CIO upfront: How to avoid vendor lock-in and keep your options open

Organisations looking for a new tool or building a new application should allow the business to drive the decision on which tool to pursue instead of having their vendors dictate what they must pursue, writes Steve Griffin of Epicon.

'Would you tell me, please, which way I ought to go from here?'
'That depends a good deal on where you want to get to,' said the Cat.
'I don't much care where -' said Alice.
'Then it doesn't matter which way you go,' said the Cat…..

                                                      Lewis Carroll, Alice in Wonderland

I am sure that many of you are familiar with the problem faced by Alice in the children’s novel ‘Alice’s Adventures in Wonderland’.

She comes to a cross in the roads with two paths before her, each stretching onward but in opposite directions; but, which road does she choose?

This is a familiar problem for today’s CIO when faced with the thorny issue of which is better, best of breed or integrated platform.

I believe that, unlike Alice, most CIOs know which road to take; however, it is the perceived difficulty of the journey which often drives the ultimate decision.

If your system design philosophy is based on ‘best of breed’, you should have available the best possible functionality.

However, you may face issues in the areas of integration and data flow. The management of the environment may also cause problems particularly around dealing with numerous vendors, the coordination of upgrades and the potential need for multiple skillsets.

If your systems are fully integrated, you certainly will enjoy integrated and consistent processes throughout all modules in the vendor’s product set.

However, when faced with a generic solution, some of the modules, tend to be sub-optimal and it is usually difficult when integrating with software outside the vendor's core product suite.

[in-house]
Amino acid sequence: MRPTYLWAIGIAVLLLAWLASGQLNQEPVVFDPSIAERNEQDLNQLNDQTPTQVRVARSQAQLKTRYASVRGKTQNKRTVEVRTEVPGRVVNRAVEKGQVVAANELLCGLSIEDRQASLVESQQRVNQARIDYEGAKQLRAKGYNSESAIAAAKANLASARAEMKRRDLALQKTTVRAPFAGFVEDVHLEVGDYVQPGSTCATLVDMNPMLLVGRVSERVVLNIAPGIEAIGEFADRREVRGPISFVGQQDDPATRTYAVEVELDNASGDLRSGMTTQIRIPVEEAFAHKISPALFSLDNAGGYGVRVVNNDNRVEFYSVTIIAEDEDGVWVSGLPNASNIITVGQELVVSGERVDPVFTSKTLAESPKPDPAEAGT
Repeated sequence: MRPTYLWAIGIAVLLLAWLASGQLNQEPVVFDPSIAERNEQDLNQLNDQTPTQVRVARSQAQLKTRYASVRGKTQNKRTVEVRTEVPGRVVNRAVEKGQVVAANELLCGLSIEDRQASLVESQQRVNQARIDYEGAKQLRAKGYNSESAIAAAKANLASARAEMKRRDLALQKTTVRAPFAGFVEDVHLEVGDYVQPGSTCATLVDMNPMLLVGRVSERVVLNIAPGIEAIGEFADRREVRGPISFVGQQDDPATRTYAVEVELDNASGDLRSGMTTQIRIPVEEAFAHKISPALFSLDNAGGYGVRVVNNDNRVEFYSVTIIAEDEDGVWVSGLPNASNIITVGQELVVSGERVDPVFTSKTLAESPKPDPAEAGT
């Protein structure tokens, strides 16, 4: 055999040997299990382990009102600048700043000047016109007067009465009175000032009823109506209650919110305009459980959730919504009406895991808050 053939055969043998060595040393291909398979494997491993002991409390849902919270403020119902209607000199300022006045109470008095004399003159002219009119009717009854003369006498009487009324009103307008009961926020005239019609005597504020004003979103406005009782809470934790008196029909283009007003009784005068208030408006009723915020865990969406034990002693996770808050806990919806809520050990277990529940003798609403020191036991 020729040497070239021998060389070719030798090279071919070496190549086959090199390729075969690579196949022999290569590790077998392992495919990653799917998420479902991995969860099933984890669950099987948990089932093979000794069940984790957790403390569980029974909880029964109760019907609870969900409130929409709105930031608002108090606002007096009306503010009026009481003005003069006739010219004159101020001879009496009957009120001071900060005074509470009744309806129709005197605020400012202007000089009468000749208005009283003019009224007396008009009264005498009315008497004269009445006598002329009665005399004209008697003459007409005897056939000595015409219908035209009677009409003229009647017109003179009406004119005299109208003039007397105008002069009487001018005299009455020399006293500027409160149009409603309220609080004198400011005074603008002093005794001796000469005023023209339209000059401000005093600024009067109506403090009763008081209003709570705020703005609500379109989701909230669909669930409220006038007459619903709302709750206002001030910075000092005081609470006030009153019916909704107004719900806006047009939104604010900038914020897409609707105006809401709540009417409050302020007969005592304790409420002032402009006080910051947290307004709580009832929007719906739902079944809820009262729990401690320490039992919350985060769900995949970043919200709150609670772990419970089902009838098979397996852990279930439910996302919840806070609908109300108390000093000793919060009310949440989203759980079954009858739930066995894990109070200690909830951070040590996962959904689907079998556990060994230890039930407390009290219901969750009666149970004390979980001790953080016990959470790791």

Moreover, there rarely exists a ‘greenfield’ site and many organisations already have made significant investments around tooling.

You may also have less flexibility when adding features or functions. However, in our opinion, by far the biggest concern is that of vendor lock-in and the implication that has for your business.

In economics, vendor lock-in, also known as proprietary lock-in or customer lock-in, makes a customer dependent on a vendor for products and services, unable to use another vendor without substantial switching costs.

There is nothing new under the sun and vendor lock-in has been with us in the computer age since the early file formats were developed. Every choice of vendor brings with it some form of lock-in and, because of the complexity of the IT function, it will never be absent from the digital environment.

In fact, lock-in is often linked to innovation, with early adopters often being ‘penalised’ as they implement first-to-market solutions in the pursuit of differentiation or cost reduction.

Examples of this include Amazon’s large-scale storage which could only be consumed through a proprietary API and Salesforce’s cloud CRM solution with its proprietary tooling and development language that encourages ‘stickiness’ and limits logic reuse elsewhere.

The costs associated with ‘switching’ can be eye-watering. There is often considerable inconvenience and significant expense associated with data conversion, with the ever present risk of data corruption.

Simply put, a company’s business logic and data is key to daily operations, and switching from one vendor to another is rarely simplistic or cheap. The best way for an organisation to avoid becoming a victim of vendor lock-in is to use products that conform to free, industry-wide standards. Free standards are those that can be used by anyone and are not controlled by a single company.